Lead fishing weights

Although ingestion of Pb shotgun pellets was for many years the main source of elevated Pb exposure and poisoning for waterfowl and most other birds, for some species (e.g., common loons, Gavia immer) ingestion of small Pb fishing weights (sinkers and jigs) is a more frequent cause of Pb poisoning. A 'sinker' is an object, usually made of Pb, fastened to a fishing line in order to sink the line; a 'jig' is a weighted hook used as part of a lure to catch fish. Globally, thousands oftons ofPb in the form offishing weights are lost or discarded annually. Wildlife, primarily piscivorous birds and other water birds, sometimes ingest these items and suffer Pb poisoning as a result. Empirical evidence indicates that small (<30 g) Pb sinkers and jigs present the greatest potential for ingestion; however, almost all sinkers and jigs contain more than enough Pb to poison and kill water birds. In eastern North America, Pb poisoning from sinker or jig ingestion can be a major source of mortality for adult common loons during the breeding season in habitats that experience high recreational angling pressure, accounting for an average of about 20-30% of total reported mortality in these environments. In North America, in addition to loons, individuals of more than 20 species of wildlife (mainly water bird species) have been documented to ingest fishing sinkers and/or jigs. In Great Britain, extensive Pb poisoning of swans from sinker ingestion led to a regulation prohibiting the sale of small (<28.35 g or 1 oz) Pb fishing weights. Since the ban on Pb sinkers, mute swan (Cygnus olor) numbers, which had been declining in Britain, have increased dramatically. A few other jurisdictions (Canada, Denmark, and some US states) have also established regulations prohibiting the use or sale of some Pb types and sizes of fishing weights.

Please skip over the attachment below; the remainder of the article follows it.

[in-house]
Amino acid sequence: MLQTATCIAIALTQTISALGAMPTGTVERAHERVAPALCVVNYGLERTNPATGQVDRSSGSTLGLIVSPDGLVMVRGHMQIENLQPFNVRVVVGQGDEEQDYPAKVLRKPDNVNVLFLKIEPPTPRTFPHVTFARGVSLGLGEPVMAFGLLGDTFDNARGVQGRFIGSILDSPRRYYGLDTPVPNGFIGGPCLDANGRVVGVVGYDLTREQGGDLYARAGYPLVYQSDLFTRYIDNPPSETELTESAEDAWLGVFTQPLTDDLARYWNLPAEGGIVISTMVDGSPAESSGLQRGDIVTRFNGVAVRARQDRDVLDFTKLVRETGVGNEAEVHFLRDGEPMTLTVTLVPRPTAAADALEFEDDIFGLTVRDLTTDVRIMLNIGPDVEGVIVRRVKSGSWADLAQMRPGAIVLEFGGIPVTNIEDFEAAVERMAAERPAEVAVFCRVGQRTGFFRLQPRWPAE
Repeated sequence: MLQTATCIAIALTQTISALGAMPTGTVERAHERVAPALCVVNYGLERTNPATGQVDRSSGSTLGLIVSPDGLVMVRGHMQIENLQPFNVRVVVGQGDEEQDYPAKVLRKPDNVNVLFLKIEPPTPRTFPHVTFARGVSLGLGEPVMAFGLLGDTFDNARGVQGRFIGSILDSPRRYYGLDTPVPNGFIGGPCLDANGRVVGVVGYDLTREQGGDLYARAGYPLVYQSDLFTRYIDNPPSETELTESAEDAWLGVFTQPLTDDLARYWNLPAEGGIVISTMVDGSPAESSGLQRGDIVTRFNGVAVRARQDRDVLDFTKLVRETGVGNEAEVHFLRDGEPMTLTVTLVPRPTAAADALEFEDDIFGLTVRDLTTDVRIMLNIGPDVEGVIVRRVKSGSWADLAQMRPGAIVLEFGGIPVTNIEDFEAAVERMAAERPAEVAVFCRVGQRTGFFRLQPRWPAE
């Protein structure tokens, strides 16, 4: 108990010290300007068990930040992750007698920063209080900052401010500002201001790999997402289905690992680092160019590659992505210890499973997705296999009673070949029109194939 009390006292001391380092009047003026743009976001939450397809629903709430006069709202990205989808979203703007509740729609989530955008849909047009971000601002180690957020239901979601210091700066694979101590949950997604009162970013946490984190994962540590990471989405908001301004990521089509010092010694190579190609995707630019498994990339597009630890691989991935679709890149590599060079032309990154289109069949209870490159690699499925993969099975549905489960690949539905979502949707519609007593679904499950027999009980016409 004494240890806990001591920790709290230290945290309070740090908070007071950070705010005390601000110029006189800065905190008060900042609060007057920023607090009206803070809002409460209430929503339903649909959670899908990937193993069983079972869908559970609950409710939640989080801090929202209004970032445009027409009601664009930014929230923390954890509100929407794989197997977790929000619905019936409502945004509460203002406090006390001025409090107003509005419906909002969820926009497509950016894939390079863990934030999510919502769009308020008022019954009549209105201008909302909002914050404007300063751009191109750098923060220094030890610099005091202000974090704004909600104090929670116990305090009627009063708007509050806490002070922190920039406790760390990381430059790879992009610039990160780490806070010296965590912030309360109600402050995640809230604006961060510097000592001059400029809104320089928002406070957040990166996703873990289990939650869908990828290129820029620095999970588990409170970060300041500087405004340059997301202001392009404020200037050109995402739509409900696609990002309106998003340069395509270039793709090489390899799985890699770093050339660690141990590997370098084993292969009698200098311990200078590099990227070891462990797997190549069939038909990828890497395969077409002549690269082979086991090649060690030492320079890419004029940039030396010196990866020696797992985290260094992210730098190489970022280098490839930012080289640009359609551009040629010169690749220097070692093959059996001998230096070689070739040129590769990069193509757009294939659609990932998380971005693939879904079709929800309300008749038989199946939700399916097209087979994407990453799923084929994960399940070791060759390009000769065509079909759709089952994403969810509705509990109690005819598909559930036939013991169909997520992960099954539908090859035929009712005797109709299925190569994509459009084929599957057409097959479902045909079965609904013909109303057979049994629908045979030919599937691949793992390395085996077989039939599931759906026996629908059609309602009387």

Solar Power

Solar Power

Start Saving On Your Electricity Bills Using The Power of the Sun And Other Natural Resources!

Get My Free Ebook

Post a comment